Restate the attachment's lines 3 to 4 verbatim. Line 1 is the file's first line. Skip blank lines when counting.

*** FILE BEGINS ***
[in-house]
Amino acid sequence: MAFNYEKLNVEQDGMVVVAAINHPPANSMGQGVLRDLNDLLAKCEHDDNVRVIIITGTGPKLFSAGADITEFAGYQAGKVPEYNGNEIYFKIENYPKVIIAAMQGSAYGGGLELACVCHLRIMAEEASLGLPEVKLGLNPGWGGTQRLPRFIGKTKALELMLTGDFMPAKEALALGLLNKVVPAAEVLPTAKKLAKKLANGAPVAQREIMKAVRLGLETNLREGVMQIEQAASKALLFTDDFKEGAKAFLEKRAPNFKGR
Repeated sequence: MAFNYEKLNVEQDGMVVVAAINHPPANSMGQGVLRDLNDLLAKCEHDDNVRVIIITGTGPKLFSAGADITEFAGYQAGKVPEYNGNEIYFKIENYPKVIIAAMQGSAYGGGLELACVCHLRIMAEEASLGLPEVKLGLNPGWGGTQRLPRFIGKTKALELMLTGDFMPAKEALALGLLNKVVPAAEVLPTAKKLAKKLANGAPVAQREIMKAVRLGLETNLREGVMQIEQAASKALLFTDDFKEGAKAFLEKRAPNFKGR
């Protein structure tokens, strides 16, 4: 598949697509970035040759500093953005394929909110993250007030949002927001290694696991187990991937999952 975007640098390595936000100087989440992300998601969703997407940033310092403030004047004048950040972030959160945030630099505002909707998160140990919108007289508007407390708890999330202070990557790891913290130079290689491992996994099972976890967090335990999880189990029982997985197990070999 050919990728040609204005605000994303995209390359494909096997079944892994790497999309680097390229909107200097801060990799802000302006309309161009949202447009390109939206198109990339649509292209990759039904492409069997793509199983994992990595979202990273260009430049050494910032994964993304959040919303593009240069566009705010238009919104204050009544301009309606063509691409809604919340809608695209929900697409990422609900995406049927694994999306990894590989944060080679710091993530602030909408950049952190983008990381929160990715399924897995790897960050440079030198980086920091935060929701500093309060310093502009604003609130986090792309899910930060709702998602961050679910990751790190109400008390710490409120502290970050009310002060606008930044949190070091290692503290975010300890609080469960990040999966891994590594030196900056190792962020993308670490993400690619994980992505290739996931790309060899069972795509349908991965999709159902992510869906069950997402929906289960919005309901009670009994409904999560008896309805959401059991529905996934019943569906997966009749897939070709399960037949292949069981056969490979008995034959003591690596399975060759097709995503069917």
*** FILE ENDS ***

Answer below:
Repeated sequence: MAFNYEKLNVEQDGMVVVAAINHPPANSMGQGVLRDLNDLLAKCEHDDNVRVIIITGTGPKLFSAGADITEFAGYQAGKVPEYNGNEIYFKIENYPKVIIAAMQGSAYGGGLELACVCHLRIMAEEASLGLPEVKLGLNPGWGGTQRLPRFIGKTKALELMLTGDFMPAKEALALGLLNKVVPAAEVLPTAKKLAKKLANGAPVAQREIMKAVRLGLETNLREGVMQIEQAASKALLFTDDFKEGAKAFLEKRAPNFKGR
């Protein structure tokens, strides 16, 4: 598949697509970035040759500093953005394929909110993250007030949002927001290694696991187990991937999952 975007640098390595936000100087989440992300998601969703997407940033310092403030004047004048950040972030959160945030630099505002909707998160140990919108007289508007407390708890999330202070990557790891913290130079290689491992996994099972976890967090335990999880189990029982997985197990070999 050919990728040609204005605000994303995209390359494909096997079944892994790497999309680097390229909107200097801060990799802000302006309309161009949202447009390109939206198109990339649509292209990759039904492409069997793509199983994992990595979202990273260009430049050494910032994964993304959040919303593009240069566009705010238009919104204050009544301009309606063509691409809604919340809608695209929900697409990422609900995406049927694994999306990894590989944060080679710091993530602030909408950049952190983008990381929160990715399924897995790897960050440079030198980086920091935060929701500093309060310093502009604003609130986090792309899910930060709702998602961050679910990751790190109400008390710490409120502290970050009310002060606008930044949190070091290692503290975010300890609080469960990040999966891994590594030196900056190792962020993308670490993400690619994980992505290739996931790309060899069972795509349908991965999709159902992510869906069950997402929906289960919005309901009670009994409904999560008896309805959401059991529905996934019943569906997966009749897939070709399960037949292949069981056969490979008995034959003591690596399975060759097709995503069917």